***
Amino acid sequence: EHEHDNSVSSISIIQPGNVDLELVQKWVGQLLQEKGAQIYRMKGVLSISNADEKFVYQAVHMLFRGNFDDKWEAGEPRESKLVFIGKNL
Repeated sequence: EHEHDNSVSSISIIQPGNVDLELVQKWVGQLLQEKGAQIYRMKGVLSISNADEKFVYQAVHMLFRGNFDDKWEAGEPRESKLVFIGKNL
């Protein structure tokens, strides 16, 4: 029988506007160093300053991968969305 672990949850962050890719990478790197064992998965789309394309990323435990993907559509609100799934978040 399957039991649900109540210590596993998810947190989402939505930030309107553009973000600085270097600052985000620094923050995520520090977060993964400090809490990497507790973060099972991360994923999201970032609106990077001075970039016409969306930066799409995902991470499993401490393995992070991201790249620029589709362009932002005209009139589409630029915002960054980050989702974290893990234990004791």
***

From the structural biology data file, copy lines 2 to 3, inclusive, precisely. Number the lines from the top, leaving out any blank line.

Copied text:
Repeated sequence: EHEHDNSVSSISIIQPGNVDLELVQKWVGQLLQEKGAQIYRMKGVLSISNADEKFVYQAVHMLFRGNFDDKWEAGEPRESKLVFIGKNL
């Protein structure tokens, strides 16, 4: 029988506007160093300053991968969305 672990949850962050890719990478790197064992998965789309394309990323435990993907559509609100799934978040 399957039991649900109540210590596993998810947190989402939505930030309107553009973000600085270097600052985000620094923050995520520090977060993964400090809490990497507790973060099972991360994923999201970032609106990077001075970039016409969306930066799409995902991470499993401490393995992070991201790249620029589709362009932002005209009139589409630029915002960054980050989702974290893990234990004791």